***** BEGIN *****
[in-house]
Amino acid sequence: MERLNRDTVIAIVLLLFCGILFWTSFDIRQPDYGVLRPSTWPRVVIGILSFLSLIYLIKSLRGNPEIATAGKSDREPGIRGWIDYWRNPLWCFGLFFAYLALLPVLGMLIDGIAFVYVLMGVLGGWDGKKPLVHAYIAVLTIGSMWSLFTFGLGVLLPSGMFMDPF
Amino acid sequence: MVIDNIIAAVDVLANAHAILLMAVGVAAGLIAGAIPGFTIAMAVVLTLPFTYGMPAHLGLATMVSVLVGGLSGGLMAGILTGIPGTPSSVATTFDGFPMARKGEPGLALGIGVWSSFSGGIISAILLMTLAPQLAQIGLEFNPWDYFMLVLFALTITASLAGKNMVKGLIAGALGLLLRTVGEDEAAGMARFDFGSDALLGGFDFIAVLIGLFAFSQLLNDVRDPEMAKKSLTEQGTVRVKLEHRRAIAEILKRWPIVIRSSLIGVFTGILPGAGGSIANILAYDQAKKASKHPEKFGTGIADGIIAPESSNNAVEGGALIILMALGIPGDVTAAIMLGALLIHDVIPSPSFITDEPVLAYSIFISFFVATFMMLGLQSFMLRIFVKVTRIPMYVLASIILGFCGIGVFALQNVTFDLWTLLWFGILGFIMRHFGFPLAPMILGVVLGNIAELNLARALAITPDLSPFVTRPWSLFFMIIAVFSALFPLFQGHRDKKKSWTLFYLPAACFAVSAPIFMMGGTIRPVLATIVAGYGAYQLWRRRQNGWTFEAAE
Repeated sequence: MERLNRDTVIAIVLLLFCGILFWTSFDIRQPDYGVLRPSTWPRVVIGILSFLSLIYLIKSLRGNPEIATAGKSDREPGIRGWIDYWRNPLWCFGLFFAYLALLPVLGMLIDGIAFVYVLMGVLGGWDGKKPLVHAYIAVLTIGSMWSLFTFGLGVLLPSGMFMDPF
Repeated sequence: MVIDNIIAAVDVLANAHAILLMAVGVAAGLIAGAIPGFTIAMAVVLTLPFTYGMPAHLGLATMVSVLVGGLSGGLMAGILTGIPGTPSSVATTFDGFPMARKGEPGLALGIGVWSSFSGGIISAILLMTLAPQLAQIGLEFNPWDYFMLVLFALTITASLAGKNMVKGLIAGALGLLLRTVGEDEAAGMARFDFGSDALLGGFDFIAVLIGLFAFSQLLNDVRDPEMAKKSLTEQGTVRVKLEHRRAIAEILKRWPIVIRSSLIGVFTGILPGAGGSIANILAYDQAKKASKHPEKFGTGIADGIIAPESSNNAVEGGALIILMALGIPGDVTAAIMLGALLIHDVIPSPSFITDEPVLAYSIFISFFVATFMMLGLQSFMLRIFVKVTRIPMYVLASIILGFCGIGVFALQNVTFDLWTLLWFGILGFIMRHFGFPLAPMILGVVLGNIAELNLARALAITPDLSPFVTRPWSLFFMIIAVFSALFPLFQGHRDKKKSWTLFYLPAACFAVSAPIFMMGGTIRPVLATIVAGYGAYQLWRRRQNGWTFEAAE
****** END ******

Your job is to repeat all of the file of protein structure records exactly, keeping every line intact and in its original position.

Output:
[in-house]
Amino acid sequence: MERLNRDTVIAIVLLLFCGILFWTSFDIRQPDYGVLRPSTWPRVVIGILSFLSLIYLIKSLRGNPEIATAGKSDREPGIRGWIDYWRNPLWCFGLFFAYLALLPVLGMLIDGIAFVYVLMGVLGGWDGKKPLVHAYIAVLTIGSMWSLFTFGLGVLLPSGMFMDPF
Amino acid sequence: MVIDNIIAAVDVLANAHAILLMAVGVAAGLIAGAIPGFTIAMAVVLTLPFTYGMPAHLGLATMVSVLVGGLSGGLMAGILTGIPGTPSSVATTFDGFPMARKGEPGLALGIGVWSSFSGGIISAILLMTLAPQLAQIGLEFNPWDYFMLVLFALTITASLAGKNMVKGLIAGALGLLLRTVGEDEAAGMARFDFGSDALLGGFDFIAVLIGLFAFSQLLNDVRDPEMAKKSLTEQGTVRVKLEHRRAIAEILKRWPIVIRSSLIGVFTGILPGAGGSIANILAYDQAKKASKHPEKFGTGIADGIIAPESSNNAVEGGALIILMALGIPGDVTAAIMLGALLIHDVIPSPSFITDEPVLAYSIFISFFVATFMMLGLQSFMLRIFVKVTRIPMYVLASIILGFCGIGVFALQNVTFDLWTLLWFGILGFIMRHFGFPLAPMILGVVLGNIAELNLARALAITPDLSPFVTRPWSLFFMIIAVFSALFPLFQGHRDKKKSWTLFYLPAACFAVSAPIFMMGGTIRPVLATIVAGYGAYQLWRRRQNGWTFEAAE
Repeated sequence: MERLNRDTVIAIVLLLFCGILFWTSFDIRQPDYGVLRPSTWPRVVIGILSFLSLIYLIKSLRGNPEIATAGKSDREPGIRGWIDYWRNPLWCFGLFFAYLALLPVLGMLIDGIAFVYVLMGVLGGWDGKKPLVHAYIAVLTIGSMWSLFTFGLGVLLPSGMFMDPF
Repeated sequence: MVIDNIIAAVDVLANAHAILLMAVGVAAGLIAGAIPGFTIAMAVVLTLPFTYGMPAHLGLATMVSVLVGGLSGGLMAGILTGIPGTPSSVATTFDGFPMARKGEPGLALGIGVWSSFSGGIISAILLMTLAPQLAQIGLEFNPWDYFMLVLFALTITASLAGKNMVKGLIAGALGLLLRTVGEDEAAGMARFDFGSDALLGGFDFIAVLIGLFAFSQLLNDVRDPEMAKKSLTEQGTVRVKLEHRRAIAEILKRWPIVIRSSLIGVFTGILPGAGGSIANILAYDQAKKASKHPEKFGTGIADGIIAPESSNNAVEGGALIILMALGIPGDVTAAIMLGALLIHDVIPSPSFITDEPVLAYSIFISFFVATFMMLGLQSFMLRIFVKVTRIPMYVLASIILGFCGIGVFALQNVTFDLWTLLWFGILGFIMRHFGFPLAPMILGVVLGNIAELNLARALAITPDLSPFVTRPWSLFFMIIAVFSALFPLFQGHRDKKKSWTLFYLPAACFAVSAPIFMMGGTIRPVLATIVAGYGAYQLWRRRQNGWTFEAAE